The Death of Good Days

by Alexandra Cunningham

Today will be a good day. She says the words aloud as she peers at her reflection in the mirror. Lifting a hand to smooth down her soft brown hair, she feels the tendrils fall through her fingers. Blue eyes stare back her. Her mother’s eyes, she thinks, though they lack the sagacity of her mother’s gaze, not yet colored by the wisdom of age and experience. Instead, the eyes that gaze out of the glossy surface have been colored by tragedy, their blue the dismal color of an oncoming storm. She turns away, not glancing at the counter littered with small orange bottles topped with crisp white lids. Her delicate hands tremble as she reaches for the door. The bus ride to work is long and the itchy red material covering the bland, grey plastic seat irritates her bare legs. At work she yells that table two wants a bacon sandwich and a double cheeseburger and smiles at a talkative gaggle of young girls. She chats with a couple who have greying hair and love-struck gazes and brings piles of napkins to frazzled parents of children who are devouring ice cream. She walks from table to table, moving and talking and smiling until she can feel the exhaustion in her bones, her eyes hooded by heavy, closing lids. Carried by dragging feet, her weary body finds its way to the bus stop, illuminated by a single, flickering street light in the darkness that overwhelms the space around it. She floats on a blissful cloud of languor, relaxing into the bland, grey plastic seat. Stumbling to the door, her hand reaches out to grasp the cool handle, pushing into the small, brick home. She calls out in greeting, voice echoing in the empty home, fading into the air around her. Silence surrounds her, shattering her into a multitude of broken pieces, leaving her helpless to the crushing waves of despair that beat against her broken form. She lets her eyes fall shut, and allows herself to believe that she can hear feet padding through the halls of her small home, the echo of laughter bouncing off the walls, the weight of a delicate silver band and glittering diamond on her finger. She permits herself to forget the crisp white sheets and the sharp, antiseptic smell, the whirring of machines and the steady beep that stopped much too soon. She sinks into the soft, creamy cushions of the couch and lets herself forget him saying that all of our days our numbered, so make each day a good one, even when I’m gone. She lets her mind create an idyllic fantasy so that when dismal blue eyes stare at her from the glossy surface of her mirror, she can steel her gaze, and hear her forced words fill the silent home. Today will be a good day.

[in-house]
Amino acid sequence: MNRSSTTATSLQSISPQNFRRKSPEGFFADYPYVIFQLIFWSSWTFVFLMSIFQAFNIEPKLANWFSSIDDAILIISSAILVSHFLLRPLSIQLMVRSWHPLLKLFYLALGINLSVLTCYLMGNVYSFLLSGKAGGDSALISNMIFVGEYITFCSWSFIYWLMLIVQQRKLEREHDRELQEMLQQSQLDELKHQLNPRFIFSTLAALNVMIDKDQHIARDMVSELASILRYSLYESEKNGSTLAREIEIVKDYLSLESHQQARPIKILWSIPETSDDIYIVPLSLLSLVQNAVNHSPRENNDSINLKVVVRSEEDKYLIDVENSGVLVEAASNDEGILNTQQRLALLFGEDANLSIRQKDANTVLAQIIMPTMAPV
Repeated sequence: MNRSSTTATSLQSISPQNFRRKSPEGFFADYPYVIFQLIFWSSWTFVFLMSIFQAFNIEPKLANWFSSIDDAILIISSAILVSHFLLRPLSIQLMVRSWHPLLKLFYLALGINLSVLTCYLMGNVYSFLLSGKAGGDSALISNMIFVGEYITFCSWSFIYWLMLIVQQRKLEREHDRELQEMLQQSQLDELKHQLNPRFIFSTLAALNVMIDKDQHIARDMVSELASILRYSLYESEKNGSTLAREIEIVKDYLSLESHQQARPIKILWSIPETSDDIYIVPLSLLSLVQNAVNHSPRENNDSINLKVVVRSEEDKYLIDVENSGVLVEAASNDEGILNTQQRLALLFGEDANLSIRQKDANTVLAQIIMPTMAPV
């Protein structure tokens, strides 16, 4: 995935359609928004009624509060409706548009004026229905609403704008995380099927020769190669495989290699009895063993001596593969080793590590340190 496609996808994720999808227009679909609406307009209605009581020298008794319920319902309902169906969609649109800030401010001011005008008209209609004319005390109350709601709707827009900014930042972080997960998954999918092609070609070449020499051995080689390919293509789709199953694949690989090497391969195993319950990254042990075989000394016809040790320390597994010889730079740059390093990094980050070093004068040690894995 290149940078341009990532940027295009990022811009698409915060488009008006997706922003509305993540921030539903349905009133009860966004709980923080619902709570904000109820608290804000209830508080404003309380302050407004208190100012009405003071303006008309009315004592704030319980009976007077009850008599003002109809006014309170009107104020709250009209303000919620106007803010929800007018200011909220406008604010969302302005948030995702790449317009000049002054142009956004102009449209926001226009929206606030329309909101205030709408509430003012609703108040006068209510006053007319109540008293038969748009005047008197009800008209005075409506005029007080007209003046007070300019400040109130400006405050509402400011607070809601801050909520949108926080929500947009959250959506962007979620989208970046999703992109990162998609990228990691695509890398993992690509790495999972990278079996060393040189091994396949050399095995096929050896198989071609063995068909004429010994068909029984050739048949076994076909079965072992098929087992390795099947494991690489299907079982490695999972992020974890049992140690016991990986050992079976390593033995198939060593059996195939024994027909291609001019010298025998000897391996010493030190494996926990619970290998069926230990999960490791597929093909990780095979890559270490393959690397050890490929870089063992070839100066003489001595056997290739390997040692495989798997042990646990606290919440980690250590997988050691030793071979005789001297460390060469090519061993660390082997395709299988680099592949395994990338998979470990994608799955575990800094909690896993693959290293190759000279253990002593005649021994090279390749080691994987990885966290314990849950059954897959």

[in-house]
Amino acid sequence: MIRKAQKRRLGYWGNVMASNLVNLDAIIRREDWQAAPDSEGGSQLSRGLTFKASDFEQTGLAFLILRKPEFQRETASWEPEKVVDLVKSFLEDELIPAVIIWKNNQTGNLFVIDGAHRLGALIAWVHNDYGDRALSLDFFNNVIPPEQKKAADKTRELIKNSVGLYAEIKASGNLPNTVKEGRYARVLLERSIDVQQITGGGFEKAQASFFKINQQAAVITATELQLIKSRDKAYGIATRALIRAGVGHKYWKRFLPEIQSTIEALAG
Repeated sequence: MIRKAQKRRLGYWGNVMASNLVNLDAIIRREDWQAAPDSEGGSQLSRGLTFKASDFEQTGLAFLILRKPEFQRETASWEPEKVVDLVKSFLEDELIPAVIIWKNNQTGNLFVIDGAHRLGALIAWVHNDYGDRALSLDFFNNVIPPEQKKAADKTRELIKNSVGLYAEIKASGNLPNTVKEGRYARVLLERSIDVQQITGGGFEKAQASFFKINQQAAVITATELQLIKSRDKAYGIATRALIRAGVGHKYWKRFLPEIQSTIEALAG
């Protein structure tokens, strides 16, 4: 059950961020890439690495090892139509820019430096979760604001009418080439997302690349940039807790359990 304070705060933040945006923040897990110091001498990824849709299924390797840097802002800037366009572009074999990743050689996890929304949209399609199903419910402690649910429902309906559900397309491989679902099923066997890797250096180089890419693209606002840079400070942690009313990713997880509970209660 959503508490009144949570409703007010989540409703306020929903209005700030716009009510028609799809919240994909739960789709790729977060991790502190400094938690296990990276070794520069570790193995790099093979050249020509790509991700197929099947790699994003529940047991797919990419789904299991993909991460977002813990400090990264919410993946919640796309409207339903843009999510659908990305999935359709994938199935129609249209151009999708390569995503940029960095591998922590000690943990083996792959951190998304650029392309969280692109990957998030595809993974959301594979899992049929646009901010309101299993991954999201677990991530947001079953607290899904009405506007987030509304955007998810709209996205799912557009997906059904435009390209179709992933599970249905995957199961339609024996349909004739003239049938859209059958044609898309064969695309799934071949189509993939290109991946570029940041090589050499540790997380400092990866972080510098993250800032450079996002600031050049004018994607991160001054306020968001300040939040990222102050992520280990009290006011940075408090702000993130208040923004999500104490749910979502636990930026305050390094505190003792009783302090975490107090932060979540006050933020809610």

Alexandra Cunningham is an up-and-coming writer based in Toronto, Ontario. She has loved reading and writing from an early age; however, she has only recently begun to share her work.